6.A comparison of the outcomes revision of the Roux-en-Y and Mini-Gastric Bypass: hard vs. easy
Robert Rutledge, K. S. Kular, Naveen Manchanda, Mohit Bhandari, Rajat Goel
doi: 10.14744/less.2017.69188  Pages 58 - 62
The Mini-Gastric Bypass (MGB) is growing in popularity. Roux-en-Y gastric bypass (RNY) is one of the most common forms of bariatric surgery. The purpose of this paper was to review some of the recent research reporting outcomes of RNY and MGB and to compare the reported results with special attention to leak and complication rates after revision of MGB and RNY. Although there are reports of RNY with good outcomes, many reports document RNY to be a technically difficult procedure with reported complication rates as high as 10% to 30%. In review of recent papers, revision of RNY was associated with roughly double the rate of leaks and complications compared with primary RNY: 20% to 40%. RNY is one of the most commonly performed forms of bariatric surgery. Primary RNY and RNY revision are technically challenging, with moderately high reported leak and complication rates. Numerous studies of MGB have reported the operation to be straightforward with low risk of complications, leak, or bile reflux. Reports of complications or leak after MGB revision are also quite low, and revision is reported to be “easily done.”

7.Revisional bariatric surgery: An update
Isabelle Debergh, Bruno Dillemans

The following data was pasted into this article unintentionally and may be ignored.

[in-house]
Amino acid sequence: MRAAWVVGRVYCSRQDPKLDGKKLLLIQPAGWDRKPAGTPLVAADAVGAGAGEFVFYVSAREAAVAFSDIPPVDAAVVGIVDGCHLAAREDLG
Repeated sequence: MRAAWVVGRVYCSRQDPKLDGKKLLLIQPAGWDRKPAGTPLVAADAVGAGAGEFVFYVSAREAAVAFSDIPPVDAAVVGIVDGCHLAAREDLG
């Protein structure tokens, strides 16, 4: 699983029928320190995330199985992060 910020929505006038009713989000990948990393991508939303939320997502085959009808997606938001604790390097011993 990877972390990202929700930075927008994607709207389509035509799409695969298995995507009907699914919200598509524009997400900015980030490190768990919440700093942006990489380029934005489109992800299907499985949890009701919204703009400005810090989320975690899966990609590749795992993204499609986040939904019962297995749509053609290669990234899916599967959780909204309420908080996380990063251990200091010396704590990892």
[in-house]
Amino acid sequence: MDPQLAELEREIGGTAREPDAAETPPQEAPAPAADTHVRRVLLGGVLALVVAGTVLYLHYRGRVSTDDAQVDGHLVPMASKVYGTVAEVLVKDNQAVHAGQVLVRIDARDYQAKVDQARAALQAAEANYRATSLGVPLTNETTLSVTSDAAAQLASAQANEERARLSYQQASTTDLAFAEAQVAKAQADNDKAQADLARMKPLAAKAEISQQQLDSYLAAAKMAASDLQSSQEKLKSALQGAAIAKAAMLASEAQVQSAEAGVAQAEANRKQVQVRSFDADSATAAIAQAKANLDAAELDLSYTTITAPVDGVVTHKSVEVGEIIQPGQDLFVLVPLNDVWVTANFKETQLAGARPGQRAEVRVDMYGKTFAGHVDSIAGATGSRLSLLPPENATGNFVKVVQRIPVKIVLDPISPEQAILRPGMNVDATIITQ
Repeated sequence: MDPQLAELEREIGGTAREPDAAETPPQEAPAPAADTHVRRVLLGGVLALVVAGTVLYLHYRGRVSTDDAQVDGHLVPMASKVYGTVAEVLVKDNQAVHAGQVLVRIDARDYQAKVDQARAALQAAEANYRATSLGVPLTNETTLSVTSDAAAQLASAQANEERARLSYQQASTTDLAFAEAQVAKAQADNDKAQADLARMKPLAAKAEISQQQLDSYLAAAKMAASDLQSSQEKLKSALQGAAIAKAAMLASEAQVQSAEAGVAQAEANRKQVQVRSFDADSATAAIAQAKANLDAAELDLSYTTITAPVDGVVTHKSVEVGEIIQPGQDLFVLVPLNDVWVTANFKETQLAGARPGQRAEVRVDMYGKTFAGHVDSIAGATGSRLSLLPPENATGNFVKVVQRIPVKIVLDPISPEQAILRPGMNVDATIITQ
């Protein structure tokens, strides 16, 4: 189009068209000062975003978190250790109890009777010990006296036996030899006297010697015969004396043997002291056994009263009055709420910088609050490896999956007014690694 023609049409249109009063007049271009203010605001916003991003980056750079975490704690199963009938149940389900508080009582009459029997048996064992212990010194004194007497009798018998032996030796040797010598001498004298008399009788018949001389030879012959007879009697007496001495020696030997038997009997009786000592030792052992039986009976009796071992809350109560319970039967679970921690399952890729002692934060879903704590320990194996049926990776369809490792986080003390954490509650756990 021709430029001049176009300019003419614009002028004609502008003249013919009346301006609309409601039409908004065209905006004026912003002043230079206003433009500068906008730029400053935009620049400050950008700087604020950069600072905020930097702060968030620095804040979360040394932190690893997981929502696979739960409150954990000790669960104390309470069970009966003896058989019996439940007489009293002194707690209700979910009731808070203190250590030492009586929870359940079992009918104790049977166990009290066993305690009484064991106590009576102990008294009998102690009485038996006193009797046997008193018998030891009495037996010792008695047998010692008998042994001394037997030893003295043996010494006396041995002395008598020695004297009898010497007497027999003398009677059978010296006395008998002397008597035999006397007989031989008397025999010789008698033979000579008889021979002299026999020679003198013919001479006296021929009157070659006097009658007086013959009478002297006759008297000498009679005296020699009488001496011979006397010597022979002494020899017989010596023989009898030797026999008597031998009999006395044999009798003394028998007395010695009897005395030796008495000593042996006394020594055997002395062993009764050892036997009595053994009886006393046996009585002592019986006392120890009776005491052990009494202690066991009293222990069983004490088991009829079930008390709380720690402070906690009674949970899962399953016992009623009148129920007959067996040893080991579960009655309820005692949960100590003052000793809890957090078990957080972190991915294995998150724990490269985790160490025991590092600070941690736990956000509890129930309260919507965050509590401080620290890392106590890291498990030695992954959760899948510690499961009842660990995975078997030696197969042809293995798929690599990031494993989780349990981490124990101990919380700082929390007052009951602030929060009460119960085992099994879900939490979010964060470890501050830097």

doi: 10.14744/less.2017.69885  Pages 63 - 66
Obesity can be defined as a chronic disease with a serious impact on an individual’s quality of life; moreover, it is a leading risk factor for global death. Bariatric surgery has already proven its efficacy in providing the patient with a healthier life. Nonetheless, failure of initiated treatment can occur in medical practice. We can and should offer our patients correct, patient-tailored revisional therapy conducted by an experienced surgeon in a high-volume hospital facility. In this article, current indications and strategies for secondary bariatric procedures were summarized.

8.Abdominal effects of laparoscopic surgery
Hüseyin Kerem Tolan, Fikret Ezberci
doi: 10.14744/less.2017.53824  Pages 67 - 73
Pnömoperiton (PNP) laparoskopik cerrahinin saha çok kullanılması ile yaygın olarak uygulanmaktadır. Minimal invazif cerrahiye de tüm cerrahi yöntemlerde gittikçe artan bir yönelim bulunmaktadır. Hasta üzerinde daha az sistemik ve lokal etkilere neden olduğu düşünülmektedir. PNP esnasında intraperitoneal basınç (IPP) batın içinin daha iyi görülmesi için normal batın içi basınçtan çok daha yukarılara çıkartılmaktadır. Bu işlemlerin süresi de açık cerrahiden daha zor olması ve daha kompleks olmaları nedeniyle çok daha uzun sürebilmektedir. Abdominal kompartman sendromunda da görülebildiği gibi bu yüksek IPP hastaların fizyolojileri üzerinde yan etkilere neden olabilmektedir.
Pneumoperitoneum (PNP) is very commonly performed in surgical practice due to the extensive use of laparoscopic surgery. In minimally invasive surgery, there is an effort to convert all eligible surgical procedures to a laparoscopic technique, as it has fewer systemic and local surgical effects on the patient. During PNP, intraperitoneal pressure (IPP) is increased to well above normal intra-abdominal pressure in order to create an opening for visualization of the abdominal contents. The duration of these procedures can be prolonged as a result of the difficulties and complexities of these techniques. IPP has side effects on the physiology of patients, as is seen in abdominal compartment syndrome.